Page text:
My daily morning and evening commutes rely heavily on carrying my iPod and listening to music. I find it hard to start or end my day without listening to my favorite albums or tracks. I like tapping my foot to the beat or kind of singing along to the song in my head. Hey, I’m not crazy to start belting out a song in public, as if I suddenly became part of a Broadway musical.
Music is usually the only thing I listen to. I don’t particularly want to listen to podcasts during my commutes, mainly because the talk radio style is something I only listen to when I need to hear what the weather is or the top news stories of the day. My stance on not adding podcasts to my iPod library eventually changed when I stumbled upon one in particular back in January.
The site At The Buzzer has a podcast celebrating its 100th episode this Thursday. The podcast is hosted by Chris Etling, David Robinson, and Shaun El-Ters. In a lot of ways they are the reason I have started listening to podcasts again, and this post is special because of their 100th episode mark.
I didn’t always not want to listen to podcasts. I used to listen to them back when podcasts were first introduced and became a new type of do-it-yourself radio. I listened to discussions about the latest anime or manga coming out. I even listened to fans of Lost and Heroes discuss character progressions or theories on what the Smoke Monster was or if the Horn-Rimmed Glasses guy could be trusted.
As those aforementioned shows ended and I got bored with the podcasts I was still listening to at the time, I made the decision to eliminate podcasts from my iPod and iTunes. I didn’t feel engaged in what I was listening to, I probably could read the information the podcasts talked about online if I really wanted to, and I preferred to hear music on the go anyway. Imagine my surprise how my no podcast streak got broken because of the At The Buzzer guys.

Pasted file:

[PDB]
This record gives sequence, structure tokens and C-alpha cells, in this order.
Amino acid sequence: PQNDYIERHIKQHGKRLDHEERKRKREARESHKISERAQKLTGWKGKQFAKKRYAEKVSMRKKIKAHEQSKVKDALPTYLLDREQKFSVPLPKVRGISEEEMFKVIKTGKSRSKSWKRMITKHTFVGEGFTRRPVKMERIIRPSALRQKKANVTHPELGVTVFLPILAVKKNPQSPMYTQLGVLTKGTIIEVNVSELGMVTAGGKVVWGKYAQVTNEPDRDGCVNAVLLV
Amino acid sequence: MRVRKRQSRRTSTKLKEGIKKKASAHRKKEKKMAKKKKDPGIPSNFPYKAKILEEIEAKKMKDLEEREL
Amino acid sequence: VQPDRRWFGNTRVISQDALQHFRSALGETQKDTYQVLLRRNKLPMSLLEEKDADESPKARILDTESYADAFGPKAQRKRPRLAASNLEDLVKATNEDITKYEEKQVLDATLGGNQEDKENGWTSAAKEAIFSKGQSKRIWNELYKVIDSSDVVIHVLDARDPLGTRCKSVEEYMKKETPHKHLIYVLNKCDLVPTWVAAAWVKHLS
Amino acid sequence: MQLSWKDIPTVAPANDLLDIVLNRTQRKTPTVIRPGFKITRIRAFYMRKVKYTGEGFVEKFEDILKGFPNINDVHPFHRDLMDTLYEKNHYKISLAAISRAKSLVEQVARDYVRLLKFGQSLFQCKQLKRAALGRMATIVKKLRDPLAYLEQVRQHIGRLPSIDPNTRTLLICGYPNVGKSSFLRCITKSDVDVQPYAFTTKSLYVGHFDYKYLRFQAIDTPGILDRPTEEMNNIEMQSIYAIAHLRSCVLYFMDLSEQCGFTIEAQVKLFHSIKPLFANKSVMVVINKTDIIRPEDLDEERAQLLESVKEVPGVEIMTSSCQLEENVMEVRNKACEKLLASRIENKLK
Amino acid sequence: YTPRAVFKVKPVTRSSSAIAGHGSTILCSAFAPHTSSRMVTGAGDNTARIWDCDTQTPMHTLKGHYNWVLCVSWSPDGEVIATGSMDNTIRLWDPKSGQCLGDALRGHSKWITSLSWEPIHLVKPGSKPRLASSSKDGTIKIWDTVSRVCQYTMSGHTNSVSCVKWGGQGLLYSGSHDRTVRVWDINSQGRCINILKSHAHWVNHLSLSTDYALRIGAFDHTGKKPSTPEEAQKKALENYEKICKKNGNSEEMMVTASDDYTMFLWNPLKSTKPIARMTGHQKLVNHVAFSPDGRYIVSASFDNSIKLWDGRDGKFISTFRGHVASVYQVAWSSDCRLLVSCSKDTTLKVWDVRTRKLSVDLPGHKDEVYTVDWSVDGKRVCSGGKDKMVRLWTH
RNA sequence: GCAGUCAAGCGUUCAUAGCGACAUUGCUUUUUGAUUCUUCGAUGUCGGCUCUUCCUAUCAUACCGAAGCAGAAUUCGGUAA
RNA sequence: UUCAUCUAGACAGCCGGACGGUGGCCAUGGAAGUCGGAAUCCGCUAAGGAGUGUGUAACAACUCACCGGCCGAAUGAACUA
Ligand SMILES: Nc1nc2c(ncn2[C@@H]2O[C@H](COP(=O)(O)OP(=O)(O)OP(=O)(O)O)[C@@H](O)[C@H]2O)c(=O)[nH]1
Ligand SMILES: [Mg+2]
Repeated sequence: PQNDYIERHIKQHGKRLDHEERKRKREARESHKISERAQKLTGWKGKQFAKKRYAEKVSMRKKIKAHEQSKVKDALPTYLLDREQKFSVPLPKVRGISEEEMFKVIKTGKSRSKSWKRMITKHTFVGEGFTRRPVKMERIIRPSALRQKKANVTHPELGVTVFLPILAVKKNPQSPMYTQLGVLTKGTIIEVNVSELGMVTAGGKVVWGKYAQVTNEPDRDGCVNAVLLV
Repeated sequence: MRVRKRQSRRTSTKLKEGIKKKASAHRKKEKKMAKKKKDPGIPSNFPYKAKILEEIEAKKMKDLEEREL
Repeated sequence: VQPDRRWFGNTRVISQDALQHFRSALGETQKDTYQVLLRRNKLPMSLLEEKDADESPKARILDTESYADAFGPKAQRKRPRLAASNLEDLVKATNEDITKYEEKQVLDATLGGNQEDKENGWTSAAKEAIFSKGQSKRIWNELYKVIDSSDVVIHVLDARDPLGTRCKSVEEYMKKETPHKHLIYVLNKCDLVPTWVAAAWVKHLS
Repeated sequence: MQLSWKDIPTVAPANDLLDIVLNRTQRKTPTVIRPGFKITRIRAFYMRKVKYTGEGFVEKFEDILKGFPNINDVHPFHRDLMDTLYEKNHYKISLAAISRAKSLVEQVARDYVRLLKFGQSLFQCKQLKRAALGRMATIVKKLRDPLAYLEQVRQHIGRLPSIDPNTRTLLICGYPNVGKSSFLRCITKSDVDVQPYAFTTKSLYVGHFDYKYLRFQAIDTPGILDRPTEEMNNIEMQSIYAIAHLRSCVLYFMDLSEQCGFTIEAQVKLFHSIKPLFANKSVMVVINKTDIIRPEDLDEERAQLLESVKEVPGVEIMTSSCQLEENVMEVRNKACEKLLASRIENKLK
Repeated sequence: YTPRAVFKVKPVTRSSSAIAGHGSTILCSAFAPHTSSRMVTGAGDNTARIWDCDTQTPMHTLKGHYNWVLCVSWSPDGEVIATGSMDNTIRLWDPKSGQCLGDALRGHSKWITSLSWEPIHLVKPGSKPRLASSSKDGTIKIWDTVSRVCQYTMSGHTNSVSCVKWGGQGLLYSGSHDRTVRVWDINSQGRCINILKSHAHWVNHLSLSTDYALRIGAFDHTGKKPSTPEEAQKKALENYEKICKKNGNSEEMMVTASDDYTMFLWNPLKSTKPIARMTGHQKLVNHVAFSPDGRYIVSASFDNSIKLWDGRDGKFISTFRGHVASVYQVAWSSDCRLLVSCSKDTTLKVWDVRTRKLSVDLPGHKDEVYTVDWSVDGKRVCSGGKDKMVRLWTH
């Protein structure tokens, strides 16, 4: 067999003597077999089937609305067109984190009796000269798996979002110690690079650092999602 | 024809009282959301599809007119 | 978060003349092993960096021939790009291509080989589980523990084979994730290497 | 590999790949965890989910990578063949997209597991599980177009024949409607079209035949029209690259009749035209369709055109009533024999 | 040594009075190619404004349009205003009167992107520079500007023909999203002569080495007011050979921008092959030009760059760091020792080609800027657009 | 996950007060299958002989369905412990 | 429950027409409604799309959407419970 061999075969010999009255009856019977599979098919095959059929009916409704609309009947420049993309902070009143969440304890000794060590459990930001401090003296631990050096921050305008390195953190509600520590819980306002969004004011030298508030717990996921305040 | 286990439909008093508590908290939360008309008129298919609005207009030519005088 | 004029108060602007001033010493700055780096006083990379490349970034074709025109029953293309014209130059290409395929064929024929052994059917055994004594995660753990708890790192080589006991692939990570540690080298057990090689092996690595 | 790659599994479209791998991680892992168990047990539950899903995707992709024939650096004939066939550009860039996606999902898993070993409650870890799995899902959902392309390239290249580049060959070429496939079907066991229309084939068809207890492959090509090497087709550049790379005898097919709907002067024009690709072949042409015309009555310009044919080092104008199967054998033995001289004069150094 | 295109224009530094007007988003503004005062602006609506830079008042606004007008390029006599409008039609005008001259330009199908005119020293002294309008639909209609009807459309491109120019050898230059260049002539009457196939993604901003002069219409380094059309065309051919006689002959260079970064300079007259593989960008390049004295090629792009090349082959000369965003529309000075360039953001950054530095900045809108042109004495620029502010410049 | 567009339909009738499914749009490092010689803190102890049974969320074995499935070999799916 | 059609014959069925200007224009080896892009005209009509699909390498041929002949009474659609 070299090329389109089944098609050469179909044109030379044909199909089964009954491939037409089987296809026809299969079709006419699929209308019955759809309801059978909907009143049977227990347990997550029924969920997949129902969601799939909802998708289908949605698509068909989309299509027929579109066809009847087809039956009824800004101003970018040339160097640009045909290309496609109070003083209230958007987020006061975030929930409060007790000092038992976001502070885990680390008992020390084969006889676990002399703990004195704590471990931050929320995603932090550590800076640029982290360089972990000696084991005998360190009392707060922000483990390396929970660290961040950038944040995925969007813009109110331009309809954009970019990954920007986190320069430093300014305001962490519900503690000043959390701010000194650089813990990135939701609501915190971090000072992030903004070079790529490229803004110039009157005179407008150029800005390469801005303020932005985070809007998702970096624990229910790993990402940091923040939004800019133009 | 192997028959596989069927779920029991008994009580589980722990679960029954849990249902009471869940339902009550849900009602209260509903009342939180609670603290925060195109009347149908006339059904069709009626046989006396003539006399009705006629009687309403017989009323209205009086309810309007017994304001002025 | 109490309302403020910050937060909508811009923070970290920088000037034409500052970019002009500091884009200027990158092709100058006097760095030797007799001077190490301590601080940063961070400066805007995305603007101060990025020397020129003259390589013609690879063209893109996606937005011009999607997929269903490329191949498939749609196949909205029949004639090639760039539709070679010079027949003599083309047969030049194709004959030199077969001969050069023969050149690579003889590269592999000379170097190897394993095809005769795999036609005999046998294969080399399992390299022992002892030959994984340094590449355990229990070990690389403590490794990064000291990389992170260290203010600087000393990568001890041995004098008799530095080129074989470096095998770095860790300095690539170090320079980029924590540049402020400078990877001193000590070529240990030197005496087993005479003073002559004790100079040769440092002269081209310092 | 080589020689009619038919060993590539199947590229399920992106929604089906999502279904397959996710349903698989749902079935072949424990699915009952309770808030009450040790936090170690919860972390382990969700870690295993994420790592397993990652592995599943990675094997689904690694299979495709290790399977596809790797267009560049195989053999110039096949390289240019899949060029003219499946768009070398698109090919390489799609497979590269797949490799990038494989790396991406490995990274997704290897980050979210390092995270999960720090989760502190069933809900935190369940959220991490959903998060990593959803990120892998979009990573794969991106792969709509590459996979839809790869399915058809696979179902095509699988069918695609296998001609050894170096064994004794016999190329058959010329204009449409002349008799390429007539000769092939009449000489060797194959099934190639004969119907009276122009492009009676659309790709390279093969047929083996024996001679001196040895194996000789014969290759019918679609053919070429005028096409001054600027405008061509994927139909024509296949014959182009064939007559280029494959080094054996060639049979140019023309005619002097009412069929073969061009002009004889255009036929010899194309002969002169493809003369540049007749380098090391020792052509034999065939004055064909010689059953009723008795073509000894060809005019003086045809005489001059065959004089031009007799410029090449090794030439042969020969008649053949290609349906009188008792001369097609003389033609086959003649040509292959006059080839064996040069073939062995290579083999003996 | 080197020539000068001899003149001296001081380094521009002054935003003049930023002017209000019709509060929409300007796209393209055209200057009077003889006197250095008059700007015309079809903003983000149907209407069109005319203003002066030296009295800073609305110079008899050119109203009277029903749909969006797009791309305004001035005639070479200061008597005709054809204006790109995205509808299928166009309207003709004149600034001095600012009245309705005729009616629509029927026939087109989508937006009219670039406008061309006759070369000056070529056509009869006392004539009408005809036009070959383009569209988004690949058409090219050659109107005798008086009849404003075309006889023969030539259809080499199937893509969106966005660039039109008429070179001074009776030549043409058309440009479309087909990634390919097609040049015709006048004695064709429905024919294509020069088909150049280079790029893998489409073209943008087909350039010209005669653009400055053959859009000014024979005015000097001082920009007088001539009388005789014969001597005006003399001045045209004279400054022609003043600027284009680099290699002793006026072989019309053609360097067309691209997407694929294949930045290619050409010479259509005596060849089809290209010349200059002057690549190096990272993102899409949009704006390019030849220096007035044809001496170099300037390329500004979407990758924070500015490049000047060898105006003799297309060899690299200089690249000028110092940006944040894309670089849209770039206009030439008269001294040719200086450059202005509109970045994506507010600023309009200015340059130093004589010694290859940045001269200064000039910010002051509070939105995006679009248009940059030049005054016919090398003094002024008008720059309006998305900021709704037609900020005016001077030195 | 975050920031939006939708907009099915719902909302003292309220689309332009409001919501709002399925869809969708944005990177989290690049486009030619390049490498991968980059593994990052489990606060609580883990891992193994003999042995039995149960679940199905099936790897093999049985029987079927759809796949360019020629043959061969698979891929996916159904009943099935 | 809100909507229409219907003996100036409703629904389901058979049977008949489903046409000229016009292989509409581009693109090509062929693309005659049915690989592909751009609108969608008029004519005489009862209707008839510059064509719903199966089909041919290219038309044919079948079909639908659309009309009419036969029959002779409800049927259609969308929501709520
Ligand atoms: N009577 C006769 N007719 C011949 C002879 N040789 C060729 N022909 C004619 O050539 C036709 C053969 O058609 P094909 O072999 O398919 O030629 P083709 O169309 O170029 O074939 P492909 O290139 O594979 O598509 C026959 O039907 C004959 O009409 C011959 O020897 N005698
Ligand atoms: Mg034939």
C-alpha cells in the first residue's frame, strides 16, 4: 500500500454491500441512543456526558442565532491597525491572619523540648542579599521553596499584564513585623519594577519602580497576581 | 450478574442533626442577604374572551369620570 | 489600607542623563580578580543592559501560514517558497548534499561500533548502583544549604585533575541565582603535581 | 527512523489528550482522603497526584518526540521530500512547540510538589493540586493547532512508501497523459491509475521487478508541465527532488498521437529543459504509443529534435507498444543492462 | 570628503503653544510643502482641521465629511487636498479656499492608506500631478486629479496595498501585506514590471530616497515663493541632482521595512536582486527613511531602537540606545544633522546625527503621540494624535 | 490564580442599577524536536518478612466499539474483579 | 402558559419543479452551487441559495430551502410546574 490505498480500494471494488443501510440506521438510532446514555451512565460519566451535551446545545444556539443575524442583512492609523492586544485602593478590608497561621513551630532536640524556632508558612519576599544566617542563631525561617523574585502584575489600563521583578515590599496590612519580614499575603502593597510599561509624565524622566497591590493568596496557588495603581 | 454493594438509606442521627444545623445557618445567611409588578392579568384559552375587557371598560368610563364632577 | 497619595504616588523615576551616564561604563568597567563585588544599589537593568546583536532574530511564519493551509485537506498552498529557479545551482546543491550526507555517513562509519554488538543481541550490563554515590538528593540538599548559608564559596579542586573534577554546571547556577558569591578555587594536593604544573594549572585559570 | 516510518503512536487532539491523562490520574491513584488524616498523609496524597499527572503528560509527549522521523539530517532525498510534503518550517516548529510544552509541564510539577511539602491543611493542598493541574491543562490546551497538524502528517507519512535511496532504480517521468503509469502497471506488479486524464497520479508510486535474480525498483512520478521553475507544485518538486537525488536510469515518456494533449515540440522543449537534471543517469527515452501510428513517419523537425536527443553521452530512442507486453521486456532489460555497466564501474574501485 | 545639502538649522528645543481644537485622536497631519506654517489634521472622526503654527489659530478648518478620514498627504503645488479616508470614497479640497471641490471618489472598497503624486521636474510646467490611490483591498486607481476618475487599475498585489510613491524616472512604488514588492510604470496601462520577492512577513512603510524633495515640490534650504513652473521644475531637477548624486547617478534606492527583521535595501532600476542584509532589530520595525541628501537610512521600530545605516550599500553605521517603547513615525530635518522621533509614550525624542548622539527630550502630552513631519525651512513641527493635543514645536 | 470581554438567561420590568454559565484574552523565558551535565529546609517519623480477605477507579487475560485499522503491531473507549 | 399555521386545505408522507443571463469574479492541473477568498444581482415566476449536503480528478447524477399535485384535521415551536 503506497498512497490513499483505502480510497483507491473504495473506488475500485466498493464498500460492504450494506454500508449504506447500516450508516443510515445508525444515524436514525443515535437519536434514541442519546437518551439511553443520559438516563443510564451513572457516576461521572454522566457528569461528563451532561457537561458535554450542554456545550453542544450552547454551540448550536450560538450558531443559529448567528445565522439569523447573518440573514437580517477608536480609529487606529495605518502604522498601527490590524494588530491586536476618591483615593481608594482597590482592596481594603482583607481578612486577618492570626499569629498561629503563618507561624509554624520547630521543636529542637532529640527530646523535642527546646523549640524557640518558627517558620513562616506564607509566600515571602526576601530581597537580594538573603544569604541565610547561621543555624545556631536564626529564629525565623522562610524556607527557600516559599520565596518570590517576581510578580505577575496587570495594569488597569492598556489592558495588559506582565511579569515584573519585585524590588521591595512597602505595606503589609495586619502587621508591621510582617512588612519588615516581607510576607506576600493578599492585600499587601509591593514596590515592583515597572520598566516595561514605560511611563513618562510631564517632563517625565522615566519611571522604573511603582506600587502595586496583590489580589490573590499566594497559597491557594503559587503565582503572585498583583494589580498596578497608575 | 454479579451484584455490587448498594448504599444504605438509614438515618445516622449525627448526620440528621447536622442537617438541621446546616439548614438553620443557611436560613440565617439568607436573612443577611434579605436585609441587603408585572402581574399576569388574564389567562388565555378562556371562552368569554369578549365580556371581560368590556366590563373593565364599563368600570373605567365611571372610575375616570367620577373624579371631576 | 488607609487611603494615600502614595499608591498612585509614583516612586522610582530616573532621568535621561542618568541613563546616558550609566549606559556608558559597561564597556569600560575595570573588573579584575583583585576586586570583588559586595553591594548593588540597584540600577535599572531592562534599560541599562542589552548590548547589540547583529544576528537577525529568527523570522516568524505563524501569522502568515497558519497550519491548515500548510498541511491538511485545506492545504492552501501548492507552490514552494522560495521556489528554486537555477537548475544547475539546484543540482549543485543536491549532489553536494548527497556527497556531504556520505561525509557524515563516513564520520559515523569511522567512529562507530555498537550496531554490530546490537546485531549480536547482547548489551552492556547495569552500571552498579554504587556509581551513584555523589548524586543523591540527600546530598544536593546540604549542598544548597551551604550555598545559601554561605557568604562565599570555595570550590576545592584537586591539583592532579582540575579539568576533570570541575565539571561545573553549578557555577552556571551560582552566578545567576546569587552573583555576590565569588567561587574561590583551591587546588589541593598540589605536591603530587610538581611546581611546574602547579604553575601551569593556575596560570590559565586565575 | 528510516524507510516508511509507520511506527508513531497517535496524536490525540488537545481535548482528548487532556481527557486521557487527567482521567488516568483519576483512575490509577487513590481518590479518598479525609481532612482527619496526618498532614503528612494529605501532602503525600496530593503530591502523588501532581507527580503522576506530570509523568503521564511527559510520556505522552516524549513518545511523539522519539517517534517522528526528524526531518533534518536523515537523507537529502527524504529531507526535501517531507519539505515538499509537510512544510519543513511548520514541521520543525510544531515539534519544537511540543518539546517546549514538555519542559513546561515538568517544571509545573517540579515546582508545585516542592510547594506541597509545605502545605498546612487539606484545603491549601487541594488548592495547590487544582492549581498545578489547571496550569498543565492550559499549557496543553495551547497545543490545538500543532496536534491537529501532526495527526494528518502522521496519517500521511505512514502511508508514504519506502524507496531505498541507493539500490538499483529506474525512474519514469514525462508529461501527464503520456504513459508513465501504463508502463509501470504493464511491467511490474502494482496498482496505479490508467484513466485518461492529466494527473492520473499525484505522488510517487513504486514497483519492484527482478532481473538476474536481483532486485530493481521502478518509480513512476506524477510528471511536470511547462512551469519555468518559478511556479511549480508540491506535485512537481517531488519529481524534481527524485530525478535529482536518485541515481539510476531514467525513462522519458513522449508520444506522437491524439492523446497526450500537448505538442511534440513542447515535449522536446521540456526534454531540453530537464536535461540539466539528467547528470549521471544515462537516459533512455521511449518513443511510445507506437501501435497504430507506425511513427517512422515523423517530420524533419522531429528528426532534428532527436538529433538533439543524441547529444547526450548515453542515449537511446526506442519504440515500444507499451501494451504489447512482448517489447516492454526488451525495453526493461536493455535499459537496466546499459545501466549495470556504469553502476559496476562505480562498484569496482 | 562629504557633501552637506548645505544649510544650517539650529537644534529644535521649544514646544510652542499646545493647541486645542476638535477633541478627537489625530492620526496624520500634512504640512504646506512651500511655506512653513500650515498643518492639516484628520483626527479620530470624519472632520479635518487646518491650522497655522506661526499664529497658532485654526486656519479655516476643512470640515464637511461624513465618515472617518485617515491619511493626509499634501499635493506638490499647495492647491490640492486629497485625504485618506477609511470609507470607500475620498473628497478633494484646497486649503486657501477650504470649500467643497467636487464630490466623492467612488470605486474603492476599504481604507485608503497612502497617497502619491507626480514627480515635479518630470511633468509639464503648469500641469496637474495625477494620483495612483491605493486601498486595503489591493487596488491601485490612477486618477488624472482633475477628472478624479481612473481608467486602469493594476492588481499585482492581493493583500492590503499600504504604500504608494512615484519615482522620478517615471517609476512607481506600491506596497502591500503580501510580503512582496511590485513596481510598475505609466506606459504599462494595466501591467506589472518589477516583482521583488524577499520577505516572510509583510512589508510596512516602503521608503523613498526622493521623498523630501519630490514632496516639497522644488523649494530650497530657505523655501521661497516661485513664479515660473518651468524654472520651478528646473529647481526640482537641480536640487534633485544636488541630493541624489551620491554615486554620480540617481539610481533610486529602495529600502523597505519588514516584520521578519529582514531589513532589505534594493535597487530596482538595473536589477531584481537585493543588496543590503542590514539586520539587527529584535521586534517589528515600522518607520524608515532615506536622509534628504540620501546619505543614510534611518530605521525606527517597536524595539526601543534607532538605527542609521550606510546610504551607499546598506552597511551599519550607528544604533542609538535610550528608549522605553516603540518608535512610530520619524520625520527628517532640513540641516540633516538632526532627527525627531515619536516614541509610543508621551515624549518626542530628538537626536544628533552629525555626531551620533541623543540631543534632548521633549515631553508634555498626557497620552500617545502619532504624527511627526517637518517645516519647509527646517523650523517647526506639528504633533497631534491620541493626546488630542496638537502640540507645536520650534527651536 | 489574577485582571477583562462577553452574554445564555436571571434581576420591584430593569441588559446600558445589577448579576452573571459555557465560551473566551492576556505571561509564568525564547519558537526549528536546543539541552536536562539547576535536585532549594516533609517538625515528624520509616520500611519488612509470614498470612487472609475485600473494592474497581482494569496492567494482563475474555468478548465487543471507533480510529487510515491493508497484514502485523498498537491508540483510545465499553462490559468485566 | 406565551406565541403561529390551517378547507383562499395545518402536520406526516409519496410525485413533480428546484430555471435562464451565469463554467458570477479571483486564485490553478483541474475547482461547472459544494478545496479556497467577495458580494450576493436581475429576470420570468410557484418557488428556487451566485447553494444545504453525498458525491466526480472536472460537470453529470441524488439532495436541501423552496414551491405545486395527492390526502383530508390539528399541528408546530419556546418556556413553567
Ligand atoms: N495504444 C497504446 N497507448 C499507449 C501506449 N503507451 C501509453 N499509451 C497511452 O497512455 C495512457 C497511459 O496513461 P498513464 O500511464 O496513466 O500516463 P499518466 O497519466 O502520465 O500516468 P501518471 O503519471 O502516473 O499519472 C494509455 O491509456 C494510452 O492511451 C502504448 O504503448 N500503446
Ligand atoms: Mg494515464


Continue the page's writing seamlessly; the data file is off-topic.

I was sort of aware of ATB’s website, mainly because they did like a few of my articles from several months ago. I remember skimming their website briefly, mentally filed it away as something to take a closer look at when I had more time, and I just decided to follow them on Twitter for whatever updates to their site they may have.
Back in January I received a direct message from their Twitter account. I was wondering why would someone from ATB randomly direct message me, considering I had zero interaction with them on Twitter. It wasn’t until I looked at the message that I figured out their account got hacked into and it started sending random DM spam to their followers. The message also barely made a lick of sense, something about “Someone is saying bad things about you” followed by a questionable link.
I debated whether or not I should tweet them to let them know about their hacked Twitter account. I never tweeted at them before and I wondered if it’d make a difference to let them know. Being the nice girl I am and thinking it’s just common courtesy to make them aware of this issue to avoid anymore random spam messages getting sent out, I sent the tweet. Shaun usually maintains the Twitter account for ATB, and soon after, I got a response thanking me for letting them know and they changed the password. There were some minor Twitter interactions afterwards, but I figured that would be that and I’d go about my business as usual.
When I was scrolling through my Twitter feed one day to see what was going on with the small amount of people I followed, I saw a tweet rant of sorts from Shaun among the tweets I was scrolling through. I had an opinion I wanted to express in response to the tweet he sent out, so I responded. This was still around the time when I sort of became a little more active on Twitter, but not as much as I am now. I like interacting with people when they say something interesting or I want to express my opinion within the 140 character limit. Little did I know that one of my tweets would eventually get featured on one of their podcast episodes a few weeks later.